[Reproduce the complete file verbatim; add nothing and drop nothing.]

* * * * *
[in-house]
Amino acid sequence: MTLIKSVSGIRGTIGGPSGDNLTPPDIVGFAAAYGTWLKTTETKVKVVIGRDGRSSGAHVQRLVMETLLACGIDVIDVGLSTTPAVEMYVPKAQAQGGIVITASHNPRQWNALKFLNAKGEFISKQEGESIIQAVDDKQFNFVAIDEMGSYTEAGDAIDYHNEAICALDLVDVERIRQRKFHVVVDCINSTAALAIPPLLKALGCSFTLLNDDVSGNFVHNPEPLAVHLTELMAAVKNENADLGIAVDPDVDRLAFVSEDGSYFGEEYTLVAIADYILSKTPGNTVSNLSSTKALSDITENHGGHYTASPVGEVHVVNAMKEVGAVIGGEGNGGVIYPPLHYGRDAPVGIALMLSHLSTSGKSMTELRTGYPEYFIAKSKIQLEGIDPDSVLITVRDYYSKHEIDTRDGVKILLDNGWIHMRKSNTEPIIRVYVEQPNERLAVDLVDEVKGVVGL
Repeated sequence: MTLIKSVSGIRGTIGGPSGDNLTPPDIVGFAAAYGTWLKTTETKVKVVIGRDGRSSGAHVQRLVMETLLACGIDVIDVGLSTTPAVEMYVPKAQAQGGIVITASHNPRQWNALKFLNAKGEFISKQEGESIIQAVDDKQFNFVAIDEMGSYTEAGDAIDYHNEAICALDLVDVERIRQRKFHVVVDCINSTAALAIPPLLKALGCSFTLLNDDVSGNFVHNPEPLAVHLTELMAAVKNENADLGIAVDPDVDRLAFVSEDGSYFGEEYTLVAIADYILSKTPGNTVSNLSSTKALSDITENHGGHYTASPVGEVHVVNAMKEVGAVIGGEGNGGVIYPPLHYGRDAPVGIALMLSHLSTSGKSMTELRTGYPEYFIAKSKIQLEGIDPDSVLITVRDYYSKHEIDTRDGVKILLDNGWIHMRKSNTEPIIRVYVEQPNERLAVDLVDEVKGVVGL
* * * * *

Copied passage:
[in-house]
Amino acid sequence: MTLIKSVSGIRGTIGGPSGDNLTPPDIVGFAAAYGTWLKTTETKVKVVIGRDGRSSGAHVQRLVMETLLACGIDVIDVGLSTTPAVEMYVPKAQAQGGIVITASHNPRQWNALKFLNAKGEFISKQEGESIIQAVDDKQFNFVAIDEMGSYTEAGDAIDYHNEAICALDLVDVERIRQRKFHVVVDCINSTAALAIPPLLKALGCSFTLLNDDVSGNFVHNPEPLAVHLTELMAAVKNENADLGIAVDPDVDRLAFVSEDGSYFGEEYTLVAIADYILSKTPGNTVSNLSSTKALSDITENHGGHYTASPVGEVHVVNAMKEVGAVIGGEGNGGVIYPPLHYGRDAPVGIALMLSHLSTSGKSMTELRTGYPEYFIAKSKIQLEGIDPDSVLITVRDYYSKHEIDTRDGVKILLDNGWIHMRKSNTEPIIRVYVEQPNERLAVDLVDEVKGVVGL
Repeated sequence: MTLIKSVSGIRGTIGGPSGDNLTPPDIVGFAAAYGTWLKTTETKVKVVIGRDGRSSGAHVQRLVMETLLACGIDVIDVGLSTTPAVEMYVPKAQAQGGIVITASHNPRQWNALKFLNAKGEFISKQEGESIIQAVDDKQFNFVAIDEMGSYTEAGDAIDYHNEAICALDLVDVERIRQRKFHVVVDCINSTAALAIPPLLKALGCSFTLLNDDVSGNFVHNPEPLAVHLTELMAAVKNENADLGIAVDPDVDRLAFVSEDGSYFGEEYTLVAIADYILSKTPGNTVSNLSSTKALSDITENHGGHYTASPVGEVHVVNAMKEVGAVIGGEGNGGVIYPPLHYGRDAPVGIALMLSHLSTSGKSMTELRTGYPEYFIAKSKIQLEGIDPDSVLITVRDYYSKHEIDTRDGVKILLDNGWIHMRKSNTEPIIRVYVEQPNERLAVDLVDEVKGVVGL